OAKLAND -- Journeyman starter Wade LeBlanc went from the Angels to the Yankees to the Angels again, all in a matter of two weeks.
The 30-year-old left-hander was designated for assignment after one appearance for the Angels, who needed to make room on the roster for some additional bullpen arms, then was claimed by the Yankees on June 3. After one appearance in the Bronx, LeBlanc was placed on waivers again, but this time he cleared.
At that point, LeBlanc had a choice: accept an outright assignment to the Yankees' Minor League system or become a free agent.
He chose the latter, so he could return to the Angels.
"I made it clear to my agent that if the situation would arise, this was the place I'd like to try to come back to," LeBlanc said. "The opportunity is there, I know the staff, the staff knows me here. And I think I can help them at some point."
The Angels need LeBlanc to help them now. He was called up from Triple-A Salt Lake on Thursday, one day after Garrett Richards suffered a season-ending left knee injury, and now he's slated to take Richards' spot in the rotation on Monday -- if he isn't needed in emergency relief before then.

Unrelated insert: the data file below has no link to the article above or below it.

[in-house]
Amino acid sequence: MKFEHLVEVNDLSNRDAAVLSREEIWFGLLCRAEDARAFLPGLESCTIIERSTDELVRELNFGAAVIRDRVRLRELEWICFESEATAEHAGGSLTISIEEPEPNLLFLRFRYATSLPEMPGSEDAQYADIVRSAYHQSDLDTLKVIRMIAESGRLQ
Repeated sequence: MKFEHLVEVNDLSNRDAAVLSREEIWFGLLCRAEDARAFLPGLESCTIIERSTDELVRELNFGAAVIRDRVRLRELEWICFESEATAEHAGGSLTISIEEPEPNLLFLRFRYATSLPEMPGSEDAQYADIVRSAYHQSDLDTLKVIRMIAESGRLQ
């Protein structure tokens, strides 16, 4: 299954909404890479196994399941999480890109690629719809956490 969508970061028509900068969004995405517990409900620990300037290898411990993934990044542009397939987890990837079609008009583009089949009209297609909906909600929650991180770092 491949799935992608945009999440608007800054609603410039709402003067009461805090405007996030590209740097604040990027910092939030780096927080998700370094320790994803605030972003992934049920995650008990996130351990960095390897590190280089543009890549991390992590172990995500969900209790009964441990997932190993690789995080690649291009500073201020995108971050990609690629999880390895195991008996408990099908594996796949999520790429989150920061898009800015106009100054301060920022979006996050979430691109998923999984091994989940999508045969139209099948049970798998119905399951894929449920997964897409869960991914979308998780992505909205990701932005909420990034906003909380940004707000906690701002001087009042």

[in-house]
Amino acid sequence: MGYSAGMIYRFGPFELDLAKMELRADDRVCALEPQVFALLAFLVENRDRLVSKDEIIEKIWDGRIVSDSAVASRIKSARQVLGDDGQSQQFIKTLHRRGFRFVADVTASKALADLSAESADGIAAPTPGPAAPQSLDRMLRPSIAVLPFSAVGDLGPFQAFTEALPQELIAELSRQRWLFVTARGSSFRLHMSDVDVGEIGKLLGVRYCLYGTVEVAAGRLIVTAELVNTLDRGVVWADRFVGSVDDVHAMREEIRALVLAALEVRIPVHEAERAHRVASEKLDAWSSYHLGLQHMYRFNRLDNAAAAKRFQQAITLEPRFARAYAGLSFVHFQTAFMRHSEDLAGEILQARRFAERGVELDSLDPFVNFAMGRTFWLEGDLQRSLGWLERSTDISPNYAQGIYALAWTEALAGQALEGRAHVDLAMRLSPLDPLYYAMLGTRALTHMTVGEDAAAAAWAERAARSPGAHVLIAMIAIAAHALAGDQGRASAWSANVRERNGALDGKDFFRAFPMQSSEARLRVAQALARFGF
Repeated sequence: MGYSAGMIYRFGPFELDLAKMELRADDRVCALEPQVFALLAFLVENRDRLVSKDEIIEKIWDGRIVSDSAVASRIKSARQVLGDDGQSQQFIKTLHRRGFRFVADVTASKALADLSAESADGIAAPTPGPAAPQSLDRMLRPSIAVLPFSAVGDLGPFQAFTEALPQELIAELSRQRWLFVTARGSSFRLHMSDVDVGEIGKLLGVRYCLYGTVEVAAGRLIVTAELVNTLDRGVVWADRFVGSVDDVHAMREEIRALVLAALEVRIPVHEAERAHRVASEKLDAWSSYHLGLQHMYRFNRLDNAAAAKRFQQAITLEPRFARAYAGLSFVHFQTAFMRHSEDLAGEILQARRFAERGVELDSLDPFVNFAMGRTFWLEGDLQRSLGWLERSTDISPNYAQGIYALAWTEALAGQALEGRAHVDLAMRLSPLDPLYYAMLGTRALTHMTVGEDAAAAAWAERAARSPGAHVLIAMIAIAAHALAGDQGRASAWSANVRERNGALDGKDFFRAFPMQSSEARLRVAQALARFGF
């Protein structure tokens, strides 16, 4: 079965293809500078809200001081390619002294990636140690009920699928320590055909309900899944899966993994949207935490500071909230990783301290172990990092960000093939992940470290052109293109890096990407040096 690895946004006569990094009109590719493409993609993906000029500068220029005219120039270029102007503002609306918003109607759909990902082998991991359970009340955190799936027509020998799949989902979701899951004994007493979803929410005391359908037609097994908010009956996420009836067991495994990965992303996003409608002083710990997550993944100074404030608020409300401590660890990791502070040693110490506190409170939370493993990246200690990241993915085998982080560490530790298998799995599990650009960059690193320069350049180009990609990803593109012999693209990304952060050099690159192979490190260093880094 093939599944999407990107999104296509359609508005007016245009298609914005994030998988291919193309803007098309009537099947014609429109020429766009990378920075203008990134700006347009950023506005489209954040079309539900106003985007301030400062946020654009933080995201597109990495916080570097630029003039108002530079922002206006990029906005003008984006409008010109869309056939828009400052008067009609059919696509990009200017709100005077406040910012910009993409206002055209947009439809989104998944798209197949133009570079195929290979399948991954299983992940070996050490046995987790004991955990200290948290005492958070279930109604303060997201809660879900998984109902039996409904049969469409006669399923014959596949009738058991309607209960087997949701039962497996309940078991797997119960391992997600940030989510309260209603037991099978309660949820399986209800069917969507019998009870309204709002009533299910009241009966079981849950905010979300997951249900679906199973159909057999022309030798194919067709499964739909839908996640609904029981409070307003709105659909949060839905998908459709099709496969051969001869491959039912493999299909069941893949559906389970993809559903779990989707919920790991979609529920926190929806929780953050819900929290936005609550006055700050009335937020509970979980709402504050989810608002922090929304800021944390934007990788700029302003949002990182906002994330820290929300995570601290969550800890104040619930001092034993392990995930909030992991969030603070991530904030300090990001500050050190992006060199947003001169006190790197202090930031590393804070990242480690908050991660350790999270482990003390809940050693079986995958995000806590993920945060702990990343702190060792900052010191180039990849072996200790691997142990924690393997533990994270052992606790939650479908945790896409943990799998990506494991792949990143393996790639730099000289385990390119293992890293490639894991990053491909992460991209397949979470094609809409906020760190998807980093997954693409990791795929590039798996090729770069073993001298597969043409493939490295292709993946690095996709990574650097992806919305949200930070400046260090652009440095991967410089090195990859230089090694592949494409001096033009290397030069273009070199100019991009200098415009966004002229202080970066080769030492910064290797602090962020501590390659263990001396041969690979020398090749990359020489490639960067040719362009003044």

When the Angels designated LeBlanc for assignment on May 31, they made it clear that they'd like him to return to the organization if he clears waivers.
Now, both parties are fortunate LeBlanc chose to come back.
"I figured there was a good possibility when we looked at the situation here," LeBlanc said. "They hadn't really signed anybody else or made any trades to kind of replace me in Triple-A. When I saw that, I figured that there would be a good chance that this would work out."
LeBlanc has racked up 424 1/3 innings in the big leagues from 2008-14, posting a 4.56 ERA, a 1.44 WHIP and a 1.84 strikeout-to-walk ratio. In the hitter-friendly Pacific Coast League this year, he went 10-3 with a 4.00 ERA, a 1.38 WHIP and a 3.14 strikeout-to-walk ratio.
Asked what appealed to him so much about the Angels' organization, LeBlanc said: "From day one, they were very upfront."
"A guy in my situation, all you want is honesty," he added. "There's teams that will tell you, 'We love you, think you fit in our big league pitching staff,' and then you never sniff it. They were very honest, very upfront with where they saw me fitting, and they never steered me wrong."
Alden Gonzalez is a reporter for MLB.com. Read his blog, Gonzo and "The Show", and follow him on Twitter @Alden_Gonzalez. This story was not subject to the approval of Major League Baseball or its clubs.